Chalmers University of Technology in Goteborg, Sweden is the first institute in that country to have installed an FEI Titan scanning/transmission election microscope (S/TEM), the world's most powerful commercially-available microscope. The university's inauguration of the advance instrument was marked by a special dedication ceremony and a special series of seminars focused on materials research.
"It is incredibly exciting and stimulating. The instrument is one of the best available and offers the opportunity to go even further in exploring the secrets of materials," said Eva Olsson of Chalmers' department of applied physics. "One single atom can make the difference between success and failure. We can identify an atom and its location and examine its nature."
The inauguration events were attended by officials from the university, FEI Company and invited guests.
"The need for a new high-end corrected transmission electron microscope solution to meet the needs of the department of applied physics at Chalmers was first discussed with FEI in September of 2004," explained Don Kania, president and CEO of FEI. "I am delighted to say that the outcome of these discussions is what you see before you today, the world's most powerful S/TEM, the Titan 80-300. At FEI, we pride ourselves on being able to build strong, lasting relationships with our customers and in helping them to develop solutions to their ongoing scientific challenges. We look forward to continuing the strong bond with Chalmers University of Technology."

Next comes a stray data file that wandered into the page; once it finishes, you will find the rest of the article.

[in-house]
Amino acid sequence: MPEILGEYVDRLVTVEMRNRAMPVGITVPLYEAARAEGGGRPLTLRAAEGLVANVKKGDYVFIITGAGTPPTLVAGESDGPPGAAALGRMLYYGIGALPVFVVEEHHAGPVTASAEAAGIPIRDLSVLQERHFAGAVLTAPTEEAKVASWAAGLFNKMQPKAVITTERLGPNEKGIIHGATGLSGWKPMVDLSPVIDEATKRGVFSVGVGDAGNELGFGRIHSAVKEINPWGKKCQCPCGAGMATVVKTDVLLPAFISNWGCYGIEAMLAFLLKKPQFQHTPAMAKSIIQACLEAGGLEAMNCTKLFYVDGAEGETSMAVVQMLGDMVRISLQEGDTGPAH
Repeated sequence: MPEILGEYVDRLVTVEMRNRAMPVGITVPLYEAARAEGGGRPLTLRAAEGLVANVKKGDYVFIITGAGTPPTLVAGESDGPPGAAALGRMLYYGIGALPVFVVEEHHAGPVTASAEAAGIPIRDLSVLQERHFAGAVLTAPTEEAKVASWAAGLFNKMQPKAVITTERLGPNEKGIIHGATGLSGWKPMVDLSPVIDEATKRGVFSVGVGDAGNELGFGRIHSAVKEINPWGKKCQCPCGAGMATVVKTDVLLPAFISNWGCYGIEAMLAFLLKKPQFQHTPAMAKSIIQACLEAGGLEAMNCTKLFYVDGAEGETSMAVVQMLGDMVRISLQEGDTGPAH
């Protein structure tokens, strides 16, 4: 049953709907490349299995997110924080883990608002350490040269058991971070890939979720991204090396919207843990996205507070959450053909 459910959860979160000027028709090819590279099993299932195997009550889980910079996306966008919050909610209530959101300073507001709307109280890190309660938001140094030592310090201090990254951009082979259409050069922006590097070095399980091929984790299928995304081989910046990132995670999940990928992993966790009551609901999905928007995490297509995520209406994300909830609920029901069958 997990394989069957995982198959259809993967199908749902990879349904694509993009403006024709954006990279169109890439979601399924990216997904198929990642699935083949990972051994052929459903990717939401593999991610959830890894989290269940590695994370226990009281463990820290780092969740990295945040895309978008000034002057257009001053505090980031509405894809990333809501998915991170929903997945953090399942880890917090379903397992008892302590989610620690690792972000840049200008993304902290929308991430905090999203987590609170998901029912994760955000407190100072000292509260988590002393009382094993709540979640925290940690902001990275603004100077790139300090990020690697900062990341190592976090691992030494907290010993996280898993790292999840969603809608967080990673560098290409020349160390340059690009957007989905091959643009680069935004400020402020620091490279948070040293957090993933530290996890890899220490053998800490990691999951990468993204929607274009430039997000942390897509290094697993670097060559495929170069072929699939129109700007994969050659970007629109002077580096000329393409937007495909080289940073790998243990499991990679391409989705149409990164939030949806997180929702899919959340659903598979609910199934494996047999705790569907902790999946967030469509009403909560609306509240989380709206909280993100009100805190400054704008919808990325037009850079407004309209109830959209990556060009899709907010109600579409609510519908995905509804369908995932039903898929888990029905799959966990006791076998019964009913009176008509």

The Titan will be used to support research on functional microstructures of materials and interfaces in thin films with an emphasis on electronic materials, semiconductors, superconductors, dielectrics, ferroelectrics and magnetic materials. The microscope will also be used for research on a wide spectrum of other materials including: magnetic nanoparticles for biodiagnostics, photoactive nanoparticles, carbon nanotubes, catalyst particles, solar cell structures and hard coatings.
"The microscope also strengthens our position as an attractive collaborative partner for others. It opens the door to new research areas through significantly improved resolution, both in terms of capacity for depiction and in energy for spectroscopy. We can also acquire information about the three-dimensional structure and its link to properties on the nanometer scale," added Olsson.